The CEO and CFO of the Dryades YMCA, the nonprofit operator of James M. Singleton Charter School, have resigned after employing someone ineligible to work at the school because of a criminal conviction discovered during a NOLA Public Schools investigation into problematic staff background checks at the Central City organization.
In a Wednesday press release, the organization announced Interim President and Chief Executive Officer Douglas Evans and Chief Financial Officer Catrina Reed were no longer working for the group effective March 19.
Questions about how the school was conducting legally required criminal background checks for employees surfaced earlier this month when the NOLA Public Schools district released a warning letter detailing its findings. The district found that one person was employed there despite having been convicted of or pleading guilty or no contest to a criminal charge that, under the law, made them ineligible to work in a school. (The district said another charter network, KIPP New Orleans, also employed one ineligible worker, possibly the same person as Singleton.) It also found 10 background checks in Singleton’s files that could not be verified as genuine by the Louisiana State Police.
Police are now investigating the Singleton issues.
“Everything has been turned over to the New Orleans Police Department and we are going to do a forensic investigation,” Dryades YMCA chairwoman Barbara Lacen-Keller told The Lens Thursday.
NOPD spokesman Gary Scheets told The Lens the department is turning over information related to the incident to the Louisiana State Police. Louisiana State Police spokesman Nick Manale said the agency is aware of the incident.
“LSP is aware of the incident and will coordinate with the New Orleans Police Department to provide assistance as needed in the investigation,” he wrote in an email.
The vice chairman of the Dryades board, Carlos Hornbrook, confirmed that there appeared to be problems with two employees. One involved an allegedly falsified resume and another an employee who shouldn’t have passed a background check.
“Out of the 10 background checks, one, the lady falsified a resume, and the other one, I don’t know exactly what the charge was or if he got convicted or anything, I think it was something to do with a juvenile,” he said. “We still don’t know what happened, we’re doing an investigation on it.”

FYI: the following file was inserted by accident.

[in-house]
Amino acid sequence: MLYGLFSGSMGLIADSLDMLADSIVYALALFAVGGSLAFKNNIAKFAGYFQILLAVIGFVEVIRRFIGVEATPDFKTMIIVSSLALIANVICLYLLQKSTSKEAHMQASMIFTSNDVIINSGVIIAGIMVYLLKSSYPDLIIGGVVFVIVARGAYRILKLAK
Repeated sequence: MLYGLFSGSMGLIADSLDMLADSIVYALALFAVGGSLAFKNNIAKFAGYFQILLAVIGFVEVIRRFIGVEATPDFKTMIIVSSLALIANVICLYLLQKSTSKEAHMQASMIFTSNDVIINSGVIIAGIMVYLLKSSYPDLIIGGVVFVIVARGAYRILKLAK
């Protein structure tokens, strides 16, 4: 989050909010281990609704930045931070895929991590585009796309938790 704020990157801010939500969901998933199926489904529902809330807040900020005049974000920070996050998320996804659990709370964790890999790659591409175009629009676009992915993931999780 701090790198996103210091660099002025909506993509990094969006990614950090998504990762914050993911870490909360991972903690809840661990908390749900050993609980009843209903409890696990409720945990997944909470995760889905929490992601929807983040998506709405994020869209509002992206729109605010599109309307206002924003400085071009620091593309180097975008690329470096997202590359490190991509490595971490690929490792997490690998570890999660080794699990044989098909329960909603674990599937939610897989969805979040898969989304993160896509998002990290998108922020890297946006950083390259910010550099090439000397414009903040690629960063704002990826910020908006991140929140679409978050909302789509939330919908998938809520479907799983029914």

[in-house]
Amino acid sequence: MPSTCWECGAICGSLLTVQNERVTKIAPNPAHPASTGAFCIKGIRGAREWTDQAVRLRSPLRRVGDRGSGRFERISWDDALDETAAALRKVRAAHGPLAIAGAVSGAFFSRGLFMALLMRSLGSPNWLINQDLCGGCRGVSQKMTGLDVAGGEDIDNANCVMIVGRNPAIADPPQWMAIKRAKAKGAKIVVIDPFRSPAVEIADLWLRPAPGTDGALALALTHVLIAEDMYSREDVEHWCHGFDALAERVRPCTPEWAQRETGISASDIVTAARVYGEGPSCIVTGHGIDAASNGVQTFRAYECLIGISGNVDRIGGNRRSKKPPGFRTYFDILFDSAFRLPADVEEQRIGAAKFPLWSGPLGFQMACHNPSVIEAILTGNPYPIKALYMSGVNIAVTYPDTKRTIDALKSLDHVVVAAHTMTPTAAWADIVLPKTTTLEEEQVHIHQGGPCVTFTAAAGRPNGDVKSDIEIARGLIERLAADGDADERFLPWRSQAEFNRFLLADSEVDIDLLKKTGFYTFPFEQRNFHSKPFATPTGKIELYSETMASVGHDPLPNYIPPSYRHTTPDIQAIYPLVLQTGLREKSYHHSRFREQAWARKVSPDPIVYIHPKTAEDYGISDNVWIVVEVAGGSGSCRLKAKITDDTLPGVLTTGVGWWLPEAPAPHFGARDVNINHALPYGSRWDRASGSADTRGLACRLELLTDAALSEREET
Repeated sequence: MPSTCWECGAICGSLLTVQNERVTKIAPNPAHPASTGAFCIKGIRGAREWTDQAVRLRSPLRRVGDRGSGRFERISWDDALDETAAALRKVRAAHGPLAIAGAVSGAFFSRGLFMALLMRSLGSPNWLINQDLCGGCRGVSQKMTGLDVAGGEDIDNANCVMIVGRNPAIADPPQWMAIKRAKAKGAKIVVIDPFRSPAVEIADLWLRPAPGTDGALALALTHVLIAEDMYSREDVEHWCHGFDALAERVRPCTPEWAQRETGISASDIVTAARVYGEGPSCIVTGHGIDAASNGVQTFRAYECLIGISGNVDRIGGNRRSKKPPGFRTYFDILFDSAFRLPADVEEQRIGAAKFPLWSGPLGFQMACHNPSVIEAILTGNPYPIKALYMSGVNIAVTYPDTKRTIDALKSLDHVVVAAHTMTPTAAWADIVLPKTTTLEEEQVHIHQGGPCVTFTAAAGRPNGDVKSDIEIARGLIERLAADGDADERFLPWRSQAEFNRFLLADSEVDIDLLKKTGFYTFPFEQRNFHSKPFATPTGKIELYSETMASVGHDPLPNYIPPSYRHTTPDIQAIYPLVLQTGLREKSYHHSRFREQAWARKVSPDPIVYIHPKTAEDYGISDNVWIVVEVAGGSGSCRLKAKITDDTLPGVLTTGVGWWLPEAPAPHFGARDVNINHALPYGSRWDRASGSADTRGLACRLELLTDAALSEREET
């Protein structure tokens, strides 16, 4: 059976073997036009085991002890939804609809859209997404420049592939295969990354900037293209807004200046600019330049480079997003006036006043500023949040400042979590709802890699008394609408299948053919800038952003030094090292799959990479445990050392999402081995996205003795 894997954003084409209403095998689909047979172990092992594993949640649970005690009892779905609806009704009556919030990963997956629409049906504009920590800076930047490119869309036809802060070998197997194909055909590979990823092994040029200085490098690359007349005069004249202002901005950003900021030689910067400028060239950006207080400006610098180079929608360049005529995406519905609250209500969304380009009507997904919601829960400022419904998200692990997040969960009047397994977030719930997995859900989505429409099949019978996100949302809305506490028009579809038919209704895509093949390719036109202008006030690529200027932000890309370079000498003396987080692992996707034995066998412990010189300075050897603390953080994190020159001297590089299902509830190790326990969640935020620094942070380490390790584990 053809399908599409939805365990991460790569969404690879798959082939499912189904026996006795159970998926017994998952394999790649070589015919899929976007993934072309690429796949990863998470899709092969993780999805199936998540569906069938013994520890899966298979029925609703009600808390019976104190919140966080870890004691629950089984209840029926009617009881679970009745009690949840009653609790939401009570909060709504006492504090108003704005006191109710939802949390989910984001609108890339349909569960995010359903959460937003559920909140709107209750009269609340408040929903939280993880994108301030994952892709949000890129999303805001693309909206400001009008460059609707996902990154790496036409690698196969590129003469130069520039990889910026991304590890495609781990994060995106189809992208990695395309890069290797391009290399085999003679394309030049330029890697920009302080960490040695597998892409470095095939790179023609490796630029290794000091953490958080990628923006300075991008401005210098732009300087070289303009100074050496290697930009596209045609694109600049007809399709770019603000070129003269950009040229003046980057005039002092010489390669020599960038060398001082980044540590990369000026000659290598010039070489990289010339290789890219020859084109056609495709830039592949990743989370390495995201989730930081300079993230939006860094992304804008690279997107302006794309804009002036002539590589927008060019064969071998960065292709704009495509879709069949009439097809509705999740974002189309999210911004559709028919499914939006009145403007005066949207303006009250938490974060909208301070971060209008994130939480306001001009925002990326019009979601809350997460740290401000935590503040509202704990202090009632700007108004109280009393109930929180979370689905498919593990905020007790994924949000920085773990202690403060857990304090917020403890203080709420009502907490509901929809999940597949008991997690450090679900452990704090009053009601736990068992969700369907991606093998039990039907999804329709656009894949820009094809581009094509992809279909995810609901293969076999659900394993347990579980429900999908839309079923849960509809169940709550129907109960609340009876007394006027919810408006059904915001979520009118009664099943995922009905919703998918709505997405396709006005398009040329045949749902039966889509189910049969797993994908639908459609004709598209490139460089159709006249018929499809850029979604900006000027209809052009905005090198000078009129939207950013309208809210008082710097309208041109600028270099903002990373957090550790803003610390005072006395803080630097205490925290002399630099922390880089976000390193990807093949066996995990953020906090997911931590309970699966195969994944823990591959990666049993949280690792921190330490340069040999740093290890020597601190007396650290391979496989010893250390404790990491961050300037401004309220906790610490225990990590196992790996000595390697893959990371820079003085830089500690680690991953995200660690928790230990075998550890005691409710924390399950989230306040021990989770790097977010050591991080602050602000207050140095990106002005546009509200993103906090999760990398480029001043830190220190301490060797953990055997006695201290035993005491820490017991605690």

“It’s our job to make sure that doesn’t happen,” Hornbrook said, promising that the results of the school’s internal investigation would be made available to the media.
The district first warned the school in December for failing to complete background checks on all employees. The school then reported that it had completed the background checks. That led district Chief School Accountability Officer Kevin George to return to campus to verify them. That’s when he found the additional problems detailed in the most recent warning letter.
George noted that three background checks had “an incorrect State Police signature” and “five documents incorrectly indicate that the applicant did not have a rap sheet and one document had an audit code assigned to another individual by the State Police.”
“Finally, the State Police could not find records of background checks being completed on the documented dates,” for several employees, he wrote.
NOLA Public Schools spokesman Richard Rainey said the issues were discovered during a routine district review of its charter schools.
“NOLA Public Schools serves a regulatory role for our community of schools, and is not an investigative agency,” he wrote in an email.
“In the case of James Singleton School, our staff conducted a routing compliance review regarding their background checks for employees, and our findings are described in the public Level 2 noncompliance letter delivered to school leadership on March 10,” he wrote. “We advised them to contact the proper authorities to determine whether these findings require further review, and required they keep us informed of their progress.”
Asked if the district also contacted law enforcement authorities, Rainey reiterated that the district directed the school to do so. He said the district was aware of the resignations.
In 2015, years before the latest warning letters, a state audit identified problems with Singleton’s background checks.
Evans is the second Dryades YMCA CEO to depart for a problem at the school. In January 2018, then-CEO Gregory Phillips stepped down from the position following a standardized test cheating scandal which resulted in four additional employees being fired.
Update: This story was updated with a statement from the Louisiana State Police provided after publication.